If empathic alien cats, space navies, and starships going broadsides with one another sounds like a good time, check out the 1993 science fiction novel On Basilisk Station by David Weber. This is the first of his Honor Harrington series, which has been recommended to me several times and I’ve just now read the first book.
The title character starts off as an up and coming officer in the Manticoran Navy and is assigned the impossible task of managing a busy planetary system with only a single destroyer. Here she must deal with uppity merchants, possibly hostile natives, and her own Navy’s politics and subterfuges. She also must contend with her own crew getting used to her forward thinking while digesting the fact that they’ve been assigned to a backwater detail with no support. Her XO in particular has issues with her, having been passed up for a promotion. This all lays the groundwork for plenty of drama and action.
The main character is the star of the story, never becoming eclipsed by the supporting roles. Her situation as the challenged but never frustrated captain of her ship keeps the reader invested. Honor’s initial unexpected success in a fleet exercise follows her to her new assignment where it becomes apparent that someone in the navy doesn’t like her.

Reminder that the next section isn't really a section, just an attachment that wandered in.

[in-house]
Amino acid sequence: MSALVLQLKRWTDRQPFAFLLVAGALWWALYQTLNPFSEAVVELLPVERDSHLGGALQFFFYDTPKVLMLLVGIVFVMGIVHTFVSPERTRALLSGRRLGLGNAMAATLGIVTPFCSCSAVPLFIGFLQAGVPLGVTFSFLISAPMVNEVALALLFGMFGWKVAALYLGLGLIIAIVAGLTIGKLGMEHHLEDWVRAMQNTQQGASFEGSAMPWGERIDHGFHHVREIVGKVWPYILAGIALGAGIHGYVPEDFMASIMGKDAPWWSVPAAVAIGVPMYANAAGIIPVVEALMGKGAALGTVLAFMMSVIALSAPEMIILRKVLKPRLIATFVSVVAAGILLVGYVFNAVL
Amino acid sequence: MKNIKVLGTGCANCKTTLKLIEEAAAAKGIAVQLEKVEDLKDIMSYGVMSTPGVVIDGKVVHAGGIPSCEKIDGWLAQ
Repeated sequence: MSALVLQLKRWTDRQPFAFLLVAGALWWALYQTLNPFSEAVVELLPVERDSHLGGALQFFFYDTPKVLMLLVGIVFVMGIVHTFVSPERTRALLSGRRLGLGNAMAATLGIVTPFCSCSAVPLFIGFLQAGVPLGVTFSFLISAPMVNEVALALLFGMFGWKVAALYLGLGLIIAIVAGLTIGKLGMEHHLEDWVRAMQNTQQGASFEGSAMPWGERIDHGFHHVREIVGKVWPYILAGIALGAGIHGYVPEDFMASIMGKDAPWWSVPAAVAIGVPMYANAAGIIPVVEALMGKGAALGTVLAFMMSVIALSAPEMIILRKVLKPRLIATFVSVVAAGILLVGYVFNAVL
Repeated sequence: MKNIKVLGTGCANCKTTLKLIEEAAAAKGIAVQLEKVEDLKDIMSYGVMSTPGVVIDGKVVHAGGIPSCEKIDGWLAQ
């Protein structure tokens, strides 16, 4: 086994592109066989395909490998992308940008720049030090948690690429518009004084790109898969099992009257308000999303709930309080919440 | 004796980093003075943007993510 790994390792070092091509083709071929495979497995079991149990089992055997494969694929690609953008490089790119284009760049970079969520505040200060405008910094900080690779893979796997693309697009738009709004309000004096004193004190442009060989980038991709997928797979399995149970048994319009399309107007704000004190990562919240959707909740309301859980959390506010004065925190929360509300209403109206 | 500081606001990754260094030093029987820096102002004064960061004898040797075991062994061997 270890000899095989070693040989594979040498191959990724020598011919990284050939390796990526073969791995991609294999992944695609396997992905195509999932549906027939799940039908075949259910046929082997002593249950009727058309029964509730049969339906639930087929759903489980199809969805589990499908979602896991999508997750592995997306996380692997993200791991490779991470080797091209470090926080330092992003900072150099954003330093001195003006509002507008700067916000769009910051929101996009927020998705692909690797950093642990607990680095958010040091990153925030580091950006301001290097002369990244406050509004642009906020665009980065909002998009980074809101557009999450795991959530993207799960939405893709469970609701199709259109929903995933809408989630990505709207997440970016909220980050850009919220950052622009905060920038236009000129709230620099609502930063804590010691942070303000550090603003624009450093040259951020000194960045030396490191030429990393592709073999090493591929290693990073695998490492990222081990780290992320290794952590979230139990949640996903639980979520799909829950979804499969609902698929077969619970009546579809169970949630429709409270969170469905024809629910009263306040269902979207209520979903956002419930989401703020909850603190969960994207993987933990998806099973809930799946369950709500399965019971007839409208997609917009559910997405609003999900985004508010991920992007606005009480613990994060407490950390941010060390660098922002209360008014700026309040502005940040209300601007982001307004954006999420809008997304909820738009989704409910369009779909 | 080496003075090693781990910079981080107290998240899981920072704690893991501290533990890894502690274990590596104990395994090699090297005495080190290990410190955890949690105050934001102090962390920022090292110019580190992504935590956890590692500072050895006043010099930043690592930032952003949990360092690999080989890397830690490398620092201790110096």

About the only parts that distracted were each character having shared thoughts with the reader. We also read about meticulous descriptions of most characters’ eye movements, intentions, and things they almost do. This becomes part of the background as the stronger narrative points dominate. I was happy that the telepathic cat that is Honor’s companion never amounts to much more than a side character that plays little into the plot.
Weber’s universe has spaceships chasing each other about, with sufficient yet not overburdening explanations of how it all works. The end result is a fun story that makes this a strong entry in military science fiction. I look forward to checking out the rest of the series.